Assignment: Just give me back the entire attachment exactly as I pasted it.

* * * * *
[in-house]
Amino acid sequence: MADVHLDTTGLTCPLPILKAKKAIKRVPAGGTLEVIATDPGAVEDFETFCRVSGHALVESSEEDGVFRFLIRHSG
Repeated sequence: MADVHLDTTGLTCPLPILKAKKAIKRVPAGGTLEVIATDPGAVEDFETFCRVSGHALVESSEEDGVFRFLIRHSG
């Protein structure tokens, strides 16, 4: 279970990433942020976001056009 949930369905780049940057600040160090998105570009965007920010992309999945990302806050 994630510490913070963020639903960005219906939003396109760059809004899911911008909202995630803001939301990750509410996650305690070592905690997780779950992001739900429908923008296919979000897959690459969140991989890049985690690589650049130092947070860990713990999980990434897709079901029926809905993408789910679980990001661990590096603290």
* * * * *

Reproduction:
[in-house]
Amino acid sequence: MADVHLDTTGLTCPLPILKAKKAIKRVPAGGTLEVIATDPGAVEDFETFCRVSGHALVESSEEDGVFRFLIRHSG
Repeated sequence: MADVHLDTTGLTCPLPILKAKKAIKRVPAGGTLEVIATDPGAVEDFETFCRVSGHALVESSEEDGVFRFLIRHSG
């Protein structure tokens, strides 16, 4: 279970990433942020976001056009 949930369905780049940057600040160090998105570009965007920010992309999945990302806050 994630510490913070963020639903960005219906939003396109760059809004899911911008909202995630803001939301990750509410996650305690070592905690997780779950992001739900429908923008296919979000897959690459969140991989890049985690690589650049130092947070860990713990999980990434897709079901029926809905993408789910679980990001661990590096603290």